However, it seems that your father widened the range of operations, reaching across the Mediterranean to Libya and Egypt.  Do you recall anything unusual from this era that might have resulted in a desire for you to push operations even further?

My father most concerned himself with the improvement of the means and methods of fishing the divária. He was intimately connected with the sea; he could read the currents, could tell when schools of fish would arrive, could feel the onset of an approaching squall or when it was optimal to open the divária gates and when best to fish. I remember him always being away at sea, always working to improve the mechanisms that controlled the dams and how to improve the latticework structure to improve the quality and yield. Everyone acknowledged my father as a master of the divári and a great captain. His notoriety reached far and wide, even across the Mediterranean to Libya.

As a child, I remember a time when he was contacted by Libyan officials asking for assistance in their efforts to construct their own divári type fisheries. My father was eager to help and went to Libya to assist in their efforts and was gone for an extended period of time. My mother became concerned to the extent that she had us begging him to return. It seems that they had promised him much for his help and even offered he take control of their fisheries, but he returned home without an extra penny! When asked why he didn’t accept payment, he replied that they had asked him for assistance and it was not proper to ask for money in their time of need! That was the kind of person that raised us.

The truth of the matter is, however, that Grey Mullet Roe was misunderstood as a product back then, considered to be unhealthy as it was considered to raise cholesterol levels. Even as an offering, it was one given by the lower classes towards a lawyer or doctor to show gratitude for services rendered; do you agree with this premise?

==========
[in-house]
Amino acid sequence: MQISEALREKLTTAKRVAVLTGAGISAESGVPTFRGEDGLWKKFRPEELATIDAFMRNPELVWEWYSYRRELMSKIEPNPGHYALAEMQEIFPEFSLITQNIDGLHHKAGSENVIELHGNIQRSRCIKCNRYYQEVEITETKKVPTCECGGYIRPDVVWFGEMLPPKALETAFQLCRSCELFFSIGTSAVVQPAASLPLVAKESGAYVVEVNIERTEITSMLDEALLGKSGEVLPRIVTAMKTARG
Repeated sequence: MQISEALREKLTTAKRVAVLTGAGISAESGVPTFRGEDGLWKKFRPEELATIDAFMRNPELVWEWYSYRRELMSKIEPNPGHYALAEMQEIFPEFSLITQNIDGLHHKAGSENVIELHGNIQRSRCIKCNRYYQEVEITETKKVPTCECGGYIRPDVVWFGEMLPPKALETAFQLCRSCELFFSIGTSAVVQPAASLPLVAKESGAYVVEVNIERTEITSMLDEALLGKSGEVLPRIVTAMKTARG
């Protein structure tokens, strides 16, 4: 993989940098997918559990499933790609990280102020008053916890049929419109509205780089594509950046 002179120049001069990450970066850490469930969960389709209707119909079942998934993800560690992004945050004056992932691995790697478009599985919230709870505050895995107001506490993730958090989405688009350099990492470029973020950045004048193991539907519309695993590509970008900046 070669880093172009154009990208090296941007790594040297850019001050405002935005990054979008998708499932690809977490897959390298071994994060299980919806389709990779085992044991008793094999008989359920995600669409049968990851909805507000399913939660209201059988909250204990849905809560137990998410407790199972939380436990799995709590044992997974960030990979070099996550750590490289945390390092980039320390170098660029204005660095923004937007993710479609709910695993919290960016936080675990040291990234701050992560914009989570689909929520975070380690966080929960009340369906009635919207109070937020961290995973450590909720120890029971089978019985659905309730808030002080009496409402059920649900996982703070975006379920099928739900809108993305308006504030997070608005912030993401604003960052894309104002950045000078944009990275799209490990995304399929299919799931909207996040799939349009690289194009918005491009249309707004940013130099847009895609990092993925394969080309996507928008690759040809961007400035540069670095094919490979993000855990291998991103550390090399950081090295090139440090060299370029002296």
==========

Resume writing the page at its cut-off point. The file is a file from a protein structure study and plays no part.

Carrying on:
Grey Mullet roe was always thought of as a gift, an offering. It was given as an expression of gratitude to a friend for example, or one that a father might give a doctor that saved his child from some serious malady. As for the health risks, a contemporaneous report explicitly forbade its consumption for people suffering from heart ailments. In particular, any salt-cured food was to be avoided.

Yet you challenged these beliefs and found them to be false! How did you accomplish this?

It took about 15 years of research and heavy investment in time and expense to determine what in fact was responsible for defining fish roe as an unhealthy food!

We restructured the product by entirely changing the recipe as if there was no previously known process and succeeded in changing the preconceptions that our ancestors handed down to us. We struggled to cross the positive results of low salinity with the rich nutritional value while keeping the attractive taste of the final product. The result from this extensive research, which was entirely self-financed, resulted in a product, unlike all others. The report published in the authoritative American food industry publication, “Journal of Agricultural and Food Chemistry” states that a few grams daily intake of our product provides an additional element of resistance against heart ailments and thrombosis, a reversal of what was believed at the time.

And that was followed by success! Your Grey Mullet Roe is now exported around the world including the very discerning Japanese market, and even the Canary Islands and the United States, and all of this accomplished in 15 years! You yourself continue to travel to culinary exhibits and events in exotic lands far and wide to promote your product!

We were successful in creating a consistently high-quality brand in these 15 years. An international client that did not know us at first, began a relationship with us in 2008 and to this day remains an avid fan and in those 15 years has become part of our family.

As one would nurture and care for their children, we carefully shepherded our products into 42 countries around the globe. The development of a brand and its recognition requires a lot of work and preparation to succeed. Enormous effort, human and financial, was spent to create this market niche that did not exist.